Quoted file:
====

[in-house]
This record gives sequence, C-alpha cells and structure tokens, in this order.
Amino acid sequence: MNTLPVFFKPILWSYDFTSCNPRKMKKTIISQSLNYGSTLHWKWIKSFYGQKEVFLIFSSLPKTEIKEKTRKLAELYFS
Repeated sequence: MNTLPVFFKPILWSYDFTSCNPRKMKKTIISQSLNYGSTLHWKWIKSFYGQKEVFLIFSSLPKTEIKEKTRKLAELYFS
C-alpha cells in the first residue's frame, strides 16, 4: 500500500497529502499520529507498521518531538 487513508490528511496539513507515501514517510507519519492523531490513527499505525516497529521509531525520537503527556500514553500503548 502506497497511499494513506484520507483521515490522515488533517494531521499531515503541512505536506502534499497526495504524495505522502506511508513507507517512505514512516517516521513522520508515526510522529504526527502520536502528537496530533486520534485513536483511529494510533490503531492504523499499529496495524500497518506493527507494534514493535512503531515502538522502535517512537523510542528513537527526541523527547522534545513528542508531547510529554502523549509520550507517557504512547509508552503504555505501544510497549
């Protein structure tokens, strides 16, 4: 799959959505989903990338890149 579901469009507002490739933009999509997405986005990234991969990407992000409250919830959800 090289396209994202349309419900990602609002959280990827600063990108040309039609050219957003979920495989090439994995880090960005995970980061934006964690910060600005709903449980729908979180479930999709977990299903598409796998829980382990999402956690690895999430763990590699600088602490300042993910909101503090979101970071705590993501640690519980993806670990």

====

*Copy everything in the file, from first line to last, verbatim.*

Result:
[in-house]
This record gives sequence, C-alpha cells and structure tokens, in this order.
Amino acid sequence: MNTLPVFFKPILWSYDFTSCNPRKMKKTIISQSLNYGSTLHWKWIKSFYGQKEVFLIFSSLPKTEIKEKTRKLAELYFS
Repeated sequence: MNTLPVFFKPILWSYDFTSCNPRKMKKTIISQSLNYGSTLHWKWIKSFYGQKEVFLIFSSLPKTEIKEKTRKLAELYFS
C-alpha cells in the first residue's frame, strides 16, 4: 500500500497529502499520529507498521518531538 487513508490528511496539513507515501514517510507519519492523531490513527499505525516497529521509531525520537503527556500514553500503548 502506497497511499494513506484520507483521515490522515488533517494531521499531515503541512505536506502534499497526495504524495505522502506511508513507507517512505514512516517516521513522520508515526510522529504526527502520536502528537496530533486520534485513536483511529494510533490503531492504523499499529496495524500497518506493527507494534514493535512503531515502538522502535517512537523510542528513537527526541523527547522534545513528542508531547510529554502523549509520550507517557504512547509508552503504555505501544510497549
């Protein structure tokens, strides 16, 4: 799959959505989903990338890149 579901469009507002490739933009999509997405986005990234991969990407992000409250919830959800 090289396209994202349309419900990602609002959280990827600063990108040309039609050219957003979920495989090439994995880090960005995970980061934006964690910060600005709903449980729908979180479930999709977990299903598409796998829980382990999402956690690895999430763990590699600088602490300042993910909101503090979101970071705590993501640690519980993806670990």